A young student proudly showed off her Kids’ Closet clothing selections.

Kids’ Closet provides school attire to local children

Nancy McCluskey-Moore

For the past 23 years Kids’ Closet has been providing children with new school clothing to raise their self-esteem and encourage school attendance. Twice each school year, in the fall and spring, thousands of students from rural nearby communities arrive at the Kids’ Closet in Mammoth to choose new clothing. Children eligible to receive free meals at their pre-school or school are referred to the program.

In the 2018-19 school year, 2,983 students in pre-school, elementary and junior high/middle schools received clothing from Kids’ Closet. Students came from Head Start programs and 14 schools in nine communities. In the fall, each student chooses three pair of pants, three long-sleeve shirts, a jacket, a knit hat and gloves, a pair of shoes, six pair of socks, six pair underpants, a toothbrush, toothpaste, soap and two books.

In the spring, each student selects three pair of shorts, three short-sleeve shirts, a sweatshirt, a pair of shoes, six pair of socks, six pair underpants, a toothbrush, toothpaste, soap and two books.

A dedicated group of volunteers works hard to assist so many children. All tasks associated with buying, unpacking, tracking, stocking and inventorying the clothing and books, as well as managing finances are performed by volunteers. Whenever the Kids’ Closet is open, a volunteer serves as a student’s “personal shopper,” helping to ensure the selected clothing fits. Volunteers also manage communication with school counselors, ensuring that permission slips are received and every student “shopper” receives the assistance needed.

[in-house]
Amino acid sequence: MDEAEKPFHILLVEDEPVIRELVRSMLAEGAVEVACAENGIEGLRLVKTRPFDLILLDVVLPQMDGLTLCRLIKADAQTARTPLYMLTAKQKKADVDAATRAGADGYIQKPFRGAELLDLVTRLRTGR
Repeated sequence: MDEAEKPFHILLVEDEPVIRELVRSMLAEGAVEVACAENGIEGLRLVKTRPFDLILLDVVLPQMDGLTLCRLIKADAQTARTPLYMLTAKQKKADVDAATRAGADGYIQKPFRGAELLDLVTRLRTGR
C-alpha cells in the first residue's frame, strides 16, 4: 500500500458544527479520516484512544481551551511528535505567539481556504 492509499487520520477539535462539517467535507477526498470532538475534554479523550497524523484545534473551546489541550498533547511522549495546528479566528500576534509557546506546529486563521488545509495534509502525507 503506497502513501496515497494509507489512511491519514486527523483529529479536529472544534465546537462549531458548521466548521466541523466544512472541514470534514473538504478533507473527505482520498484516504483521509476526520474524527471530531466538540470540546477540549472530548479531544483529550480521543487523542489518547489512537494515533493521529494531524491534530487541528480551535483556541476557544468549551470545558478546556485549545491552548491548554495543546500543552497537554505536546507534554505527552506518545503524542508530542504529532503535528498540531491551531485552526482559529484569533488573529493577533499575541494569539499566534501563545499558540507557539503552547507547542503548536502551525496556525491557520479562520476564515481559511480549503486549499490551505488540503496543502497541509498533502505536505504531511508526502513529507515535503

If you would like to volunteer your time and talent to Kids’ Closet, please contact Melanie Stout at [email protected] or 406-261-9850 for more information.

Mike and Sandy Gianotti expanded their home by eight feet to accommodate a larger kitchen area, with spectacular results.

Remodeling projects featured in 2019 SBCO Home Tour

Nancy McCluskey-Moore

The 2019 SaddleBrooke Community Outreach (SBCO) Home Tour proved to be as overwhelmingly popular as the previous year’s event. All 300 admission tickets were sold in the first three hours of sales. Attendees and docents were able to see a variety of floor plans that had been transformed and personalized through skillful remodeling and design updates.

SBCO appreciates the support of the gracious homeowners who generously opened their residences for the tour: Jo Ann and Bob Collier, Russ and Laura Farson, Ann Fraley and Tony Muscat, Sandy and Mike Gianotti, Mary and Mark Hojnacki, Wanda Ross and Richard and Nancy Sartor.

Canyon Cabinetry & Design, Northwest Builders, Red Earth Tile & Stone, SaddleBrooke Remodeling and Three-Day Blinds sponsored the tour. A legion of volunteer docents helped direct traffic, check tickets and assist attendees. SBCO is deeply grateful to them all.

Through ticket sales and sponsorships, SBCO raised more than $7,000 to support a variety of programs for children in nearby communities. Based on the interest in this year’s tour, the next Home Tour will again feature remodeled residences. If you would like to offer your home for the 2020 tour or serve as a docent, please send an email to Trish Parker at [email protected]